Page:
Still on my fiction set in Elizabethan times kick, I wasn’t sure what to make of this book at first. I think the clichéd title worried me. It tells the story of the wonderfully named American, Dougless Montgomery, who is holidaying with her boyfriend (and she hopes, though it becomes rapidly apparent God knows why, soon to be fiancé), Robert, and his precocious and horribly spoilt teenage daughter in England. Meant to be the trip of a lifetime, within pages, things rapidly deteriorate between the couple and flashbacks indicate that Dougless’ dreams of an overseas holiday and a proposal of marriage are far from the reality of her situation or relationship.
Left stranded in a church in a small village after being accused of all sorts of poor behaviour and intentions, Dougless weeps by the altar of long-dead Earl, bemoaning her situation, revelling in her misery but nonetheless with the optimism that the reader soon learns characterises this increasingly endearing if somewhat feckless young woman.
Lo and behold, a knight in shining armour literally manifests before her and what started out as a story about a grossly mismatched couple turns into a time-travelling tale about a seemingly mis-matched couple. Given little choice but to help this out-of-time Earl, Nicholas Stafford, Dougless learns what she can about his place in history discovering his philandering and generally poor reputation, a reputation that at first appears deserved, but the more time they spend together, the more Dougless realises that history has been unjust to her knight. Determined to help Nicholas change the legacy for which he’s remembered, and to understand why he was accused of the things that destroyed his family name, she discovers a traitor in the Stafford mix – but what use is the knowledge if she can’t alter the outcome?
In order to make a difference, Dougless must take an enormous risk and an extraordinary leap of faith and, lately, her faith in men has been severely compromised. But time with Nicholas has changed Dougless and she is no longer the woman she once was – but even with her new-found strength, can she change the course of history?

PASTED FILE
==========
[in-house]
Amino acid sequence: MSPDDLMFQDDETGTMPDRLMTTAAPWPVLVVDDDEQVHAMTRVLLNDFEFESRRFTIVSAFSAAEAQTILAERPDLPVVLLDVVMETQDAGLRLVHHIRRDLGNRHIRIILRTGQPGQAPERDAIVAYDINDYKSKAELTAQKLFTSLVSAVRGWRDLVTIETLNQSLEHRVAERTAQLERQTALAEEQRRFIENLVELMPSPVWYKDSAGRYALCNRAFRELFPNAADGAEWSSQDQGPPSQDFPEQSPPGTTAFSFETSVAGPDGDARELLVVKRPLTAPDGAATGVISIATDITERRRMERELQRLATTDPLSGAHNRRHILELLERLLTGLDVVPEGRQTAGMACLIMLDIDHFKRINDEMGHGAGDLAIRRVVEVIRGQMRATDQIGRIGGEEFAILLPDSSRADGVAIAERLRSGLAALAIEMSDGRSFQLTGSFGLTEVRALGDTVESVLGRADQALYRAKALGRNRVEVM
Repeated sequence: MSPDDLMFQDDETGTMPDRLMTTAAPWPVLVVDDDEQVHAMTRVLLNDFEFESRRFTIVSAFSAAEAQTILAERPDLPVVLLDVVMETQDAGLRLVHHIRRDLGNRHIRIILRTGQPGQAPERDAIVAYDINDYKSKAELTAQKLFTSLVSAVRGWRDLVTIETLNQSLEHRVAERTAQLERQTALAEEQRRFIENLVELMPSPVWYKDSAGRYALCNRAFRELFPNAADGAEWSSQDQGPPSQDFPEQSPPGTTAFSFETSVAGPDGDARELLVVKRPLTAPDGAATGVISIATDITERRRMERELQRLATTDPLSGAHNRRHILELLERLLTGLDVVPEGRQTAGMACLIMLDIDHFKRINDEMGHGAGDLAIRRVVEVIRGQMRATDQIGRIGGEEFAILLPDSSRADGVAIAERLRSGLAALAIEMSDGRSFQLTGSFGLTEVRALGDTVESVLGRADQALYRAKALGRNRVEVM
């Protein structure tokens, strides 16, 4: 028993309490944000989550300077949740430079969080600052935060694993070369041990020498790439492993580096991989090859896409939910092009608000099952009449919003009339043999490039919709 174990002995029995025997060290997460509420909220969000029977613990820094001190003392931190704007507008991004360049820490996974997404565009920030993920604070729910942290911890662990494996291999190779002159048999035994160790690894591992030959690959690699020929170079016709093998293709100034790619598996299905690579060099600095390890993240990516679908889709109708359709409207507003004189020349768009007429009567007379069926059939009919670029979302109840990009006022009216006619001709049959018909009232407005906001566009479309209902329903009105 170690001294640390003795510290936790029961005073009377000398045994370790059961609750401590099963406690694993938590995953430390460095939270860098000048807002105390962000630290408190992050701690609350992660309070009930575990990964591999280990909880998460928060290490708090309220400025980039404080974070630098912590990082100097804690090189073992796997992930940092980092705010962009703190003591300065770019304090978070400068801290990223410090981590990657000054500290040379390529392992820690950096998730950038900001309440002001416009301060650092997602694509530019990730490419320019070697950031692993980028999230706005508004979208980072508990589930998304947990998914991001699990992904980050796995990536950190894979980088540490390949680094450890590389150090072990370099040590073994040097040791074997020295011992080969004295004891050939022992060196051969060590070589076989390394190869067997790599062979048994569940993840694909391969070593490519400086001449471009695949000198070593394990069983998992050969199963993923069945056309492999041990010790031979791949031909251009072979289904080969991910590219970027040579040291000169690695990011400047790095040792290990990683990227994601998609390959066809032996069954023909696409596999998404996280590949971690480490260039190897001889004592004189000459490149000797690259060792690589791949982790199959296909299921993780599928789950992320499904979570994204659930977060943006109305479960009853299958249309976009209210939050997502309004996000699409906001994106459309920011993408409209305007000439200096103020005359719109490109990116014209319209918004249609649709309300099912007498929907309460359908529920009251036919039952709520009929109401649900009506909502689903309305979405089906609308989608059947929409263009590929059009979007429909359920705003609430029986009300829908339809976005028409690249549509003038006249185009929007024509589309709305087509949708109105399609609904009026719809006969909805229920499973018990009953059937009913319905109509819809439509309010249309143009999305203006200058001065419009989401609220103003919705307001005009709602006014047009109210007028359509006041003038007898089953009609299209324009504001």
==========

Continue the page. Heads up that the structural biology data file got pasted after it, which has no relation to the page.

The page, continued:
And what about her feelings? Will she sacrifice what could be for the sake of cultural memory? These questions and more pepper the second half of the book and make for quite a page-turner.
I have to say, Deveraux has done a grand job of time-travel and romance and not since Diana Gabaldron have I enjoyed the concept so much (Oh, hang on, I also loved The Time Traveller’s Wife, but that was different). Lighter in touch than Gabaldron, Deveraux brings a great deal of humour to the notion of a Sixteenth Century knight in the 1980s and there are some genuine laugh out loud moments, but without compromising tenderness or the core of the story, and still managing to tug at the heart-strings. I also enjoyed the fact that this book didn’t try and do big picture stuff – eg. Quuen Elizabeth and all the huge personalities and figures and plots that surrounded her reign. It really was about Nicholas, Dougless, Robert and intimate relationships – about family, soul-mates, love, compromises and what’s important to sustain feelings. Even so, it does hover around the edges of emotional and psychological abuse and gender subordination within relationships as well, which gives it a depth that enriches the narrative.
Overall, I found this hard to put down and thoroughly enjoyed the historical detail that Deveraux was at pains to present but without spoiling story.
A delightful time-travelling romp for lovers of romance and lighter historical novels.